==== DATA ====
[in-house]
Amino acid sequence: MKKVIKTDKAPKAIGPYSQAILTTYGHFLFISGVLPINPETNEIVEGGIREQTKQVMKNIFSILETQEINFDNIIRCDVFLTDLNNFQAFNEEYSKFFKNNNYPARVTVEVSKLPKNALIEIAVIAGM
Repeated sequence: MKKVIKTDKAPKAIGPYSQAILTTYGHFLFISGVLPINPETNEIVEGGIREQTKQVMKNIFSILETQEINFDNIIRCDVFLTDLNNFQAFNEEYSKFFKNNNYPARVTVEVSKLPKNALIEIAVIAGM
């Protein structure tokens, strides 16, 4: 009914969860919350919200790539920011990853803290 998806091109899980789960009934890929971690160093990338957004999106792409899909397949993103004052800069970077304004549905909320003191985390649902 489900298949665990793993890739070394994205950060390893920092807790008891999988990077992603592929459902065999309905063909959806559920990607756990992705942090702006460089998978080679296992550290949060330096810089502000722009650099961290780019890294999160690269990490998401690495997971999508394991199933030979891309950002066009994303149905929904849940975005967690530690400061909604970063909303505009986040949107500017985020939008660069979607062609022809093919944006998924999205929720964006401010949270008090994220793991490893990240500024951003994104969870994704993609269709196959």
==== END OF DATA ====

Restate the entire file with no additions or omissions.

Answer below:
[in-house]
Amino acid sequence: MKKVIKTDKAPKAIGPYSQAILTTYGHFLFISGVLPINPETNEIVEGGIREQTKQVMKNIFSILETQEINFDNIIRCDVFLTDLNNFQAFNEEYSKFFKNNNYPARVTVEVSKLPKNALIEIAVIAGM
Repeated sequence: MKKVIKTDKAPKAIGPYSQAILTTYGHFLFISGVLPINPETNEIVEGGIREQTKQVMKNIFSILETQEINFDNIIRCDVFLTDLNNFQAFNEEYSKFFKNNNYPARVTVEVSKLPKNALIEIAVIAGM
């Protein structure tokens, strides 16, 4: 009914969860919350919200790539920011990853803290 998806091109899980789960009934890929971690160093990338957004999106792409899909397949993103004052800069970077304004549905909320003191985390649902 489900298949665990793993890739070394994205950060390893920092807790008891999988990077992603592929459902065999309905063909959806559920990607756990992705942090702006460089998978080679296992550290949060330096810089502000722009650099961290780019890294999160690269990490998401690495997971999508394991199933030979891309950002066009994303149905929904849940975005967690530690400061909604970063909303505009986040949107500017985020939008660069979607062609022809093919944006998924999205929720964006401010949270008090994220793991490893990240500024951003994104969870994704993609269709196959």